Hi everyone, Producer Jacqui here. We were honored to have Ed Catmull in the studio with Jason last week for an epic conversation we had no choice but to split into two parts. But you can watch them both here. Enjoy!
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Ed Catmull President of Pixar-Disney and author of “Creativity, Inc.: Overcoming the Unseen Forces That Stand in the Way of True Inspiration” is one of the greatest startup founders in the history of Silicon Valley. Today he joins Jason on This Week in Startups to share his own personal story, perhaps the best that has come out of Pixar. We learn about Ed’s journey from his early days as a pioneer of computer animation, being hired by George Lucas to run the computer division at Lucasfilm, working with Steve Jobs to form Pixar (ultimately Pixar-Disney) and leading it to meteoric success. Ed takes us into his existential crisis after megahit Toy Story, behind the storytelling scenes of The Incredibles, Ratatouille, and Inside Out, and around the risks, triumphs and failures that led to his building a massively successful and creative culture.
PART 1 – Timestamps
00:20-09:17: Jason introduces his guest, Ed Catmull, and starts off by asking him about his early inspirations of being an animator.
09:38-11:28: Ed shares an early model he made of his hand and explains how he wrote the programming language to make it move.
13:10-16:05: Alexander Schure, President of the New York Institute of Technology, hires Ed to start an R&D lab in Long Island, NY.
16:40-17:30: At 25 years of age, Ed says No to working on the Space Mountain ride for Disney, because it didn’t line up with his goal of making a film
17:51-22:51: Ed explains why he thinks Star Wars is the single most impactful film in the history of the motion pictures industry.
26:57-30:26: Ed describes what it was like working with George Lucas, and the birth of Pixar.
30:58-34:27: The journey of Steve Jobs, and how it changed him.
35:02-36:06: Despite the difficult times of failure at Pixar, Ed recounts how everyone stayed together and became a cohesive group of people who shared hard times, trusted each other, and had each others’ backs.
40:00-41:35: Jason and Ed talk about the history of Ed’s short films, and how Luxo was the transformational piece.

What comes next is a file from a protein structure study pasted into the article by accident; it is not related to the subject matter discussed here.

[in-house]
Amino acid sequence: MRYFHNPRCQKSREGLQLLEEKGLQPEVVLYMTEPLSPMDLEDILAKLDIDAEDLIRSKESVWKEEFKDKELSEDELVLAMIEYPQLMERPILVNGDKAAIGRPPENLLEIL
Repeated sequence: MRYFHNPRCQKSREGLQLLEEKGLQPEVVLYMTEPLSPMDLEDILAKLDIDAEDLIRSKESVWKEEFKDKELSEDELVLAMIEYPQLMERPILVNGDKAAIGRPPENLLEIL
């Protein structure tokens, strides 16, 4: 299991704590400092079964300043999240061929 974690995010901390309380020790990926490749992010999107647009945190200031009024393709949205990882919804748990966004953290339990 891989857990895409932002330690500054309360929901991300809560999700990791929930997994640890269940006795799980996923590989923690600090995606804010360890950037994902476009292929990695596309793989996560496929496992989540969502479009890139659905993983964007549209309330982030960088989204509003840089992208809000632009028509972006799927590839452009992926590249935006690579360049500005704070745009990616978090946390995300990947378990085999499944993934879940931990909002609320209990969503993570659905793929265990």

43:48-48:35: The making of Toy Story, the risks & negotiations behind it.
48:56-49:58: Jason asks Ed what the main “switch” in the Toy Story story line and when he knew it would be a great film.
50:51-53:20: After the release of Toy Story, Ed found that reviews were mostly about the story, and not about computer graphics. Pixar goes public.
PART 2 – Timestamps
1:16-6:16 Ed reveals the two big questions he faced following Toy Story’s success and Pixar going public.
6:17-9:52: Ed explains why “candid” is a powerful word.
13:30-14:52: Jason talks about why Ratatouille is his favorite Pixar film and asks Ed about the origin of the Anton Ego speech.
14:53-18:36: Brad Bird’s influence in Ratatouille, and why they had to fight to get The Incredibles made.
18:37-20:08: Ed explains the research that goes into their films in order to achieve the feeling of authenticity.
23:35-24:42: Why Inside Out is the single most impactful film.
25:12-26:05: Ed breaks down the 3 phases of risks.
27:27-29:32: Jason asks Ed what his favorite moment from a Pixar film is.
33:38-36:27: Ed reveals the flaw that Disney caught in Inside Out.
37:56-43:08: Ed describes the merging with Disney, how they removed the barriers, and the challenges of keeping a culture safe.
43:39-46:02: The two discuss the human condition in Toy Story, and what makes good filmmaking.
46:27-50:04: Ed imparts advice on how to build a safe culture.
51:29-53:10: Jason asks Ed about his thoughts on virtual reality.
53:11-54:25: Ed expresses his thoughts on using skepticism as a tool.
57:32-58:20: Lucasfilm and Disney/Pixar are different entities and have different working models, but the teams all still communicate with each other.
01:01:04-01:02:25: Ed talks about his father.
01:02:26-01:08:06: Ed describes how we are living in a time that feels surreal, and the two explore what’s wrong with today’s times.